First Bilawal has to visit PPP old faithful and bring them back. These lifelong members and leaders of PPP were ignored after the murder of BB and there is no reason why they should not be brought back? If Bilawal cannot prove that he is his own man they are doomed. He has to differentiate himself from the old lifetime politicians that have been the chiefs of their parties forever.
    In addition they have to open schools, colleges (already a medical college is announced), hospitals and increase education in Sindh. Bring solar power into village centers where kids can go and benefit. No kid should die of hunger while others are overeating. PPP does not need lot of resources for these. They can avail the help of overseas Pakistanis and other NGO. But they have to show they are making a difference. In a healthy democracy people would judge Sindh, Punjab, and KPK before they were run by three different parties and after they took over.


  • Goose
    Oct 22, 2014 - 3:13AM

    Never been fan of PPP and never will be but if Bilawal can start with land reforms and taxing incomes from agriculture,he has my vote.A lot of of respect for ZAB


  • Oct 22, 2014 - 9:15AM

    ZAB divided Pakistan. BB created terrorists by calling them freedom fighters. Z-Guy became 10%. Billy Boy is Rahul Gandhi of Pakistan. Both have doomed the dynasties.


  • Muneer
    Oct 22, 2014 - 10:09AM

    Two major circumstantial differences between launching of ZAB / BB and Bilawal has not been mentioned. At the time of launching of PPP, ZAB did not have the baggage of misgovernance with him. Bilawal on the other hand carries the baggage of misgovernance of the party/ZAB/BB and Zardari.When he talks of Bhuttoism, people immediately compares the slogan or ideology with the past / present performance and draw conclusions.The advantage BB gained from hanging of ZAB is not available to Bilawal as the advantage of BB’s death has already been reaped by Zardari.Secondly,Bilawal has no achievement to his credit and no new idea to propound.As regards the torrent of venom,in 1967 it was led by the controlled media and discarded politicians.Presently the media is absolutely free and encouraged to support Bilawal.Almost all tried and discarded politicians also supports him.The time and the theme on which to re-launch PPP and launch Bilawal has not been correctly assessed.


  • saad saeed
    Oct 22, 2014 - 2:56PM

    Surely Manzoor Watto doesn’t fall in your definition of “Lota”?


  • salman
    Oct 22, 2014 - 5:08PM

    As an overseas Pakistani, I’m not going to give a penny to any fund raising associated with Zardari and his ilk. And I don’t know many who would…


  • kiran
    Oct 22, 2014 - 5:24PM

    wait arnt you quoting half the things from ik’s and qadris speeches?


  • Uza Syed
    Oct 22, 2014 - 6:52PM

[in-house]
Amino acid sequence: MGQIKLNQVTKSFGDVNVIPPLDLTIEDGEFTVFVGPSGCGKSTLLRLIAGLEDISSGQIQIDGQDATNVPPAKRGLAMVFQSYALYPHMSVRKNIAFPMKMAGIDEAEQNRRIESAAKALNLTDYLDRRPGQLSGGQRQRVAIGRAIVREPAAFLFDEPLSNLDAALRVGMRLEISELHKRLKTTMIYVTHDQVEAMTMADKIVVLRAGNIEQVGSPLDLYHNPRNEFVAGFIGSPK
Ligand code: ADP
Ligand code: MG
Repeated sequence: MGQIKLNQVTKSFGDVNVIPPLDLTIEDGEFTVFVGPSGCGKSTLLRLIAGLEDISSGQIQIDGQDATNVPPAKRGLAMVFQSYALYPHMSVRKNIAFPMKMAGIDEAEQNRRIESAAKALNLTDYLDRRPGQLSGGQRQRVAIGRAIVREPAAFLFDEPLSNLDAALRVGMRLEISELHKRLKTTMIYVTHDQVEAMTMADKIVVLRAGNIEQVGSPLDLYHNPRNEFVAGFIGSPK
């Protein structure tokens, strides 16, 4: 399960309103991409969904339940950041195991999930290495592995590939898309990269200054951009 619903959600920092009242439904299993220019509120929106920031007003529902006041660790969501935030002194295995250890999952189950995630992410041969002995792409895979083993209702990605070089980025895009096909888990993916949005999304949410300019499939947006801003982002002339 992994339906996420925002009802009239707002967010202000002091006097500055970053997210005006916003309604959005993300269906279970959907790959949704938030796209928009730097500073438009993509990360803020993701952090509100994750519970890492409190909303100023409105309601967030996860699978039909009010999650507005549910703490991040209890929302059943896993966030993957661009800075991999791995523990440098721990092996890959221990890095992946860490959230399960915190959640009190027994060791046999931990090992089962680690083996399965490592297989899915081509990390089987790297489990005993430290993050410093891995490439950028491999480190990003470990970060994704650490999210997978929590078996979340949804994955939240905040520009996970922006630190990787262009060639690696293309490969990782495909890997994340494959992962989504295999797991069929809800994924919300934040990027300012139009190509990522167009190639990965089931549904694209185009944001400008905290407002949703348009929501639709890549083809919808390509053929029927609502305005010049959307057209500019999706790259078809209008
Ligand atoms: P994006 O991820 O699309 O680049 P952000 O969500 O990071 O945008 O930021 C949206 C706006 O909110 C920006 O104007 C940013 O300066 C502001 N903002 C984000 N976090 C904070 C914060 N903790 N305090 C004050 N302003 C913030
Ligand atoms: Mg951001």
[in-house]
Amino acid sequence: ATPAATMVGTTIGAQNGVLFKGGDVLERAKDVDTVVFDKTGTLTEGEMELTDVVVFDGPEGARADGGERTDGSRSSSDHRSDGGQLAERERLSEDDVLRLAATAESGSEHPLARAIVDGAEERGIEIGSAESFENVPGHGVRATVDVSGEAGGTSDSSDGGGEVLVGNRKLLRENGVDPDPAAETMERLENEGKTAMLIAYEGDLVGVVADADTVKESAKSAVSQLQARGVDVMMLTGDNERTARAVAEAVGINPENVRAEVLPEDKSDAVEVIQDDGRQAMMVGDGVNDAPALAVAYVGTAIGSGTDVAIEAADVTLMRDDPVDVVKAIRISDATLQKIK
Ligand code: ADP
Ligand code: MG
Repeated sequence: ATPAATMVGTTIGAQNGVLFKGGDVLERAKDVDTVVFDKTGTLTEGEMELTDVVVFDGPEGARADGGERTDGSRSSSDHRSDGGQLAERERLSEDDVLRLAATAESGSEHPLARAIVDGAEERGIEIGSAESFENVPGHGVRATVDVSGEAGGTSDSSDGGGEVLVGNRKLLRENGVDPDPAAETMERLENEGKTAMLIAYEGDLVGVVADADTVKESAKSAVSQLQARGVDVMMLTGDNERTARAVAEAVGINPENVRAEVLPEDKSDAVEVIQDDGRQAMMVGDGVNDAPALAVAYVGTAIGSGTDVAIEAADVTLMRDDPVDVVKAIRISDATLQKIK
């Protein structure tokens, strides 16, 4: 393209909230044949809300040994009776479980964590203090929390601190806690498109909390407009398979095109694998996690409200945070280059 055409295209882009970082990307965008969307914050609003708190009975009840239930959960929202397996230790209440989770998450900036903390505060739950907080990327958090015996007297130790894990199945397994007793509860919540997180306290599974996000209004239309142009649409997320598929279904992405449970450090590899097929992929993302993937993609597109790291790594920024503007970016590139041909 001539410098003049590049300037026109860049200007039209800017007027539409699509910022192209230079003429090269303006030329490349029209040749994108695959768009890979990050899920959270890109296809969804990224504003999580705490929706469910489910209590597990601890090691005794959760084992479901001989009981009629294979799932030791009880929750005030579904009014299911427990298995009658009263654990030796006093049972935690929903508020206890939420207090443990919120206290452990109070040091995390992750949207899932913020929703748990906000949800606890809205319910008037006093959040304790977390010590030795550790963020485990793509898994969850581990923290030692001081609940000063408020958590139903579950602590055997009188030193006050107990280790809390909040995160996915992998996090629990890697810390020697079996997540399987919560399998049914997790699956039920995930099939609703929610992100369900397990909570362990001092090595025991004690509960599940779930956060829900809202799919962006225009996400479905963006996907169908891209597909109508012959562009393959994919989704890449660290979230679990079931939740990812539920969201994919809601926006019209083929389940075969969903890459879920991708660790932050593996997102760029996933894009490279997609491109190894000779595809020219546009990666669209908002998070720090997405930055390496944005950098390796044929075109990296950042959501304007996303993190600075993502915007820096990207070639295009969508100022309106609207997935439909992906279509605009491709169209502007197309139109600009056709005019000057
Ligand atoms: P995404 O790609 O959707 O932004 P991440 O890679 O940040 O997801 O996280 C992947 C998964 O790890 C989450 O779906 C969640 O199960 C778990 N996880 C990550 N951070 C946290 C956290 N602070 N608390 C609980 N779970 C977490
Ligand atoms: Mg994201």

Re-launching?! They never got off our backs, like others of their creed they hold us the poor and the down trodden in their tight tyrannical clutch and we have to break their grips to regain our freedom. They all are no good, they all must go.


  • Ahmad Siddiqui
    Oct 22, 2014 - 7:48PM

    Inexperienced Bilawal did not touch Corruption galore in Sind specially and at the Federal level(during the past 5 years).Presently Sind is the worst province in Pakistan re corruption and lack of governance.Sind is also run through remote control by the Family.
    PPP had the golden opportunity during the last 5 years rule,but waisted through corruption,nepotism and favoritism.


  • Ahmad Siddiqui
    Oct 22, 2014 - 7:50PM

    No mention of corruption galore by genius Bilawal.Apparently Sind is the champion in this regard.He has to review the worst 5 years of PPP during 2008-2013.


  • Gp65
    Oct 22, 2014 - 9:19PM

    What do you think of Bilawal’s repeated anti-India rants? Though your news reports as Modi spewing venom on Pakistan, you will be hard pressed to find any recent speeches where he has actually done so. We van find any mumber of Bilawal speeches which sow aggressive intent.

    What do you think of the fact that thousands of Hindus are fleeing Sind each year and PPP is not prviding any protection to them?


  • shahid
    Oct 23, 2014 - 5:38AM

    ZAB was a minister in the government of Ayub Khan for seven years and part and parcel of very important decision that was taken during those seven years by Ayub. That includes the decision to launch the war in Kashmir in 1965. He then put the responsibility for it on to Ayub and started a campaign against Ayub for deceiving the nation. His promises to tell the nation about the secrets of Tashkand declaration. He was an alternate candidate for Ayub Khan from Convention Muslim against Fatimah Jinnah and did every thing possible to defeat her. And that includes the blood bath in Karachi against the Urdu speaking communities which had opposed Ayub Khan. And this is just a small sample of the great leader’s services to Pakistan.